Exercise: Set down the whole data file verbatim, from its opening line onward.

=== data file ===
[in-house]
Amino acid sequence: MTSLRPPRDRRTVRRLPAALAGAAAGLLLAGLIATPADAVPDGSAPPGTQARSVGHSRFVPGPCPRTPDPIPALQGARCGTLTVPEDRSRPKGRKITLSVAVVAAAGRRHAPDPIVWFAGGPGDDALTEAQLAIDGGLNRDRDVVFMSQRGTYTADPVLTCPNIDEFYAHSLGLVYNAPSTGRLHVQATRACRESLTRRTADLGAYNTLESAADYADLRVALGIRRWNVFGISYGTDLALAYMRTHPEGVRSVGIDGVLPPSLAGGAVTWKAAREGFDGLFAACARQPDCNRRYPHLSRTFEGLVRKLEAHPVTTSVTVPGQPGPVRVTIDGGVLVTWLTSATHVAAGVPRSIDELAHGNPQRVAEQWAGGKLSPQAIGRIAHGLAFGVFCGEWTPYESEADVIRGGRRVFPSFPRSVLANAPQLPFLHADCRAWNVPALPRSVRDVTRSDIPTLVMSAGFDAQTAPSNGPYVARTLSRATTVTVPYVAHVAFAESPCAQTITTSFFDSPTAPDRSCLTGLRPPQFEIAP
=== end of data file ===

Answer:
[in-house]
Amino acid sequence: MTSLRPPRDRRTVRRLPAALAGAAAGLLLAGLIATPADAVPDGSAPPGTQARSVGHSRFVPGPCPRTPDPIPALQGARCGTLTVPEDRSRPKGRKITLSVAVVAAAGRRHAPDPIVWFAGGPGDDALTEAQLAIDGGLNRDRDVVFMSQRGTYTADPVLTCPNIDEFYAHSLGLVYNAPSTGRLHVQATRACRESLTRRTADLGAYNTLESAADYADLRVALGIRRWNVFGISYGTDLALAYMRTHPEGVRSVGIDGVLPPSLAGGAVTWKAAREGFDGLFAACARQPDCNRRYPHLSRTFEGLVRKLEAHPVTTSVTVPGQPGPVRVTIDGGVLVTWLTSATHVAAGVPRSIDELAHGNPQRVAEQWAGGKLSPQAIGRIAHGLAFGVFCGEWTPYESEADVIRGGRRVFPSFPRSVLANAPQLPFLHADCRAWNVPALPRSVRDVTRSDIPTLVMSAGFDAQTAPSNGPYVARTLSRATTVTVPYVAHVAFAESPCAQTITTSFFDSPTAPDRSCLTGLRPPQFEIAP